Use the 24-hour news cycle to your EMS agency's advantage

MedStar shares 7 keys to creating a media partnership that educates the community, promotes the agency and meets the top goals of local media


Ever wonder how sometimes seemingly routine media messages seem to proliferate on broadcast and social media? Putting an EMS story into this 24-hour orbit is not rocket science. It just requires understanding the 24-hour news cycle.

The 24-hour news cycle is the unending stream of investigative reporting on all-news radio stations, television channels and websites. Stories have to be told, re-told and re-packaged to be told again because of the continuous need to keep the cycle fed. 

An important phenomena resulting from 24-hours news stations and online news is the speed at which news outlets want content to maintain a competitive advantage in the market. This means that the media outlets have three goals:

MedStar Field Supervisor Marshall Sharp interviewed about heat-related calls. (Photo courtesy of MedStar)
MedStar Field Supervisor Marshall Sharp interviewed about heat-related calls. (Photo courtesy of MedStar)
  1. Be the first to get information out to their audience
  2. Have a unique angle for telling the story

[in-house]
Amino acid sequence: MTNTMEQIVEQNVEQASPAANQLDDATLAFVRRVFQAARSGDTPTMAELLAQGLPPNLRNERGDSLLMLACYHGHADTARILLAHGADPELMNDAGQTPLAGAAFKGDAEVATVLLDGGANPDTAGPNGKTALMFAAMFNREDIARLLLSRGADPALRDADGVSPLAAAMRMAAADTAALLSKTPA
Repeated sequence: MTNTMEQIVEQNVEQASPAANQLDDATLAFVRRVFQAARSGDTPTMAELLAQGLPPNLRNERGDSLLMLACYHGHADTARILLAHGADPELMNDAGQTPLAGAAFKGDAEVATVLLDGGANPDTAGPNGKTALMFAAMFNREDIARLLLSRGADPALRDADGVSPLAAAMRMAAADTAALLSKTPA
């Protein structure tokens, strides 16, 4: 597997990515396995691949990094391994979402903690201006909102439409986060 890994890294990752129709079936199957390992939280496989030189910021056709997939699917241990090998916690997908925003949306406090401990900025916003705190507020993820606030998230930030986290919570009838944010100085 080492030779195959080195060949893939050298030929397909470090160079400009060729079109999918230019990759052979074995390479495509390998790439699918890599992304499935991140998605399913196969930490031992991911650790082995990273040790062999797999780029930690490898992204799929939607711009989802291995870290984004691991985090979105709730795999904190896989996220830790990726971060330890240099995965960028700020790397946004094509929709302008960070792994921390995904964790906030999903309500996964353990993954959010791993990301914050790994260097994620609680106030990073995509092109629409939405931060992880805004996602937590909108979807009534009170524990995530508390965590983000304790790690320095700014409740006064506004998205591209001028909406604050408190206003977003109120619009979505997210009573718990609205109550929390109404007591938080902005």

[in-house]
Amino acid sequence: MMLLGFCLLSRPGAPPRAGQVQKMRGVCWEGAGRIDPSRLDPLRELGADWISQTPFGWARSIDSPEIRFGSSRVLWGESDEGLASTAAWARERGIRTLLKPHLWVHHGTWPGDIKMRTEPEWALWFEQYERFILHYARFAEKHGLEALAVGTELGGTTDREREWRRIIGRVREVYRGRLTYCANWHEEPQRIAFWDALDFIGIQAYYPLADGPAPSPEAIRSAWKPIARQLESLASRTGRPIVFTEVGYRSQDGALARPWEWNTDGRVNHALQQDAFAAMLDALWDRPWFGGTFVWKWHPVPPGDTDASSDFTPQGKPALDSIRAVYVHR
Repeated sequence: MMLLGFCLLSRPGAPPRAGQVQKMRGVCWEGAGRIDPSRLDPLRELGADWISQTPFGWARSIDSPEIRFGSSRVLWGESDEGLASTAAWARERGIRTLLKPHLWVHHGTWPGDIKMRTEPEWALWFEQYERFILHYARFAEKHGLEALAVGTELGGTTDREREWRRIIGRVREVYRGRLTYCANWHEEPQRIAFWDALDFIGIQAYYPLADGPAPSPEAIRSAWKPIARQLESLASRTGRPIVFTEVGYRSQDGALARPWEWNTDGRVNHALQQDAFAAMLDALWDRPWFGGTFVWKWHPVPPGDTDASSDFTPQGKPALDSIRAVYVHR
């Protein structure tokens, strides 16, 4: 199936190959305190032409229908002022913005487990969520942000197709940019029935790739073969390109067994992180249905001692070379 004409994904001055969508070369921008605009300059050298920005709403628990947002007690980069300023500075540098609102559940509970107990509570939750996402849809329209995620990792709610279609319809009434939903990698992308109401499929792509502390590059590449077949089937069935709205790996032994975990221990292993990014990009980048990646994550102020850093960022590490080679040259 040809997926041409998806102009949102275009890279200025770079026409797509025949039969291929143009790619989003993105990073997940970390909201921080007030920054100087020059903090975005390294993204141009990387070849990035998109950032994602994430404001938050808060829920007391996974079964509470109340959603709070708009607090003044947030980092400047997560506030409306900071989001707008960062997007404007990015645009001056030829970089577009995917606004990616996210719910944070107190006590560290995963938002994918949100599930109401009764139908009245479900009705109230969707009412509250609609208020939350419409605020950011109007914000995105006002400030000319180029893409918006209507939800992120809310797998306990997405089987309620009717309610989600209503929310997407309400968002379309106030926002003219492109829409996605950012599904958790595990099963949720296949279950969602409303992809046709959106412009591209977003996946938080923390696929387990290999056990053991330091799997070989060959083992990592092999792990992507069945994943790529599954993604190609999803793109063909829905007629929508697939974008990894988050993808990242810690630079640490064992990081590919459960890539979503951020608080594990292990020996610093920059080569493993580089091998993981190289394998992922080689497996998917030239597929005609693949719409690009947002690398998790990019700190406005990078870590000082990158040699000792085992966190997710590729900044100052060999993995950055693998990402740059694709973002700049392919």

3. Have a differentiating perspective to re-tell the story

Case study: Heat emergencies

Here’s a case study to demonstrate using the 24-hour news cycle to position your agency as a go-to source for the media to satisfy their appetite for early and unique content. This case also illustrates how content can continue to be used over time to fill the media's need for 24-hour news.

It’s HOT in Texas. 

This is not news, but the heat is a topic every year that we know will get media time as the first triple-digit temperatures are forecast. Assignment editors, producers and reporters will be clamoring to be the first to broadcast a heat-related story and tell their story with a unique angle to illustrate the hazards of the hot weather.

In anticipation of the rise in temperatures, we ran a report on the number of heat-related calls from our computer aided dispatch data from the previous summer. We filtered the data to answer these questions:

  • What date did we begin to see a spike in heat-related calls?
  • How many heat emergencies did we respond to last year?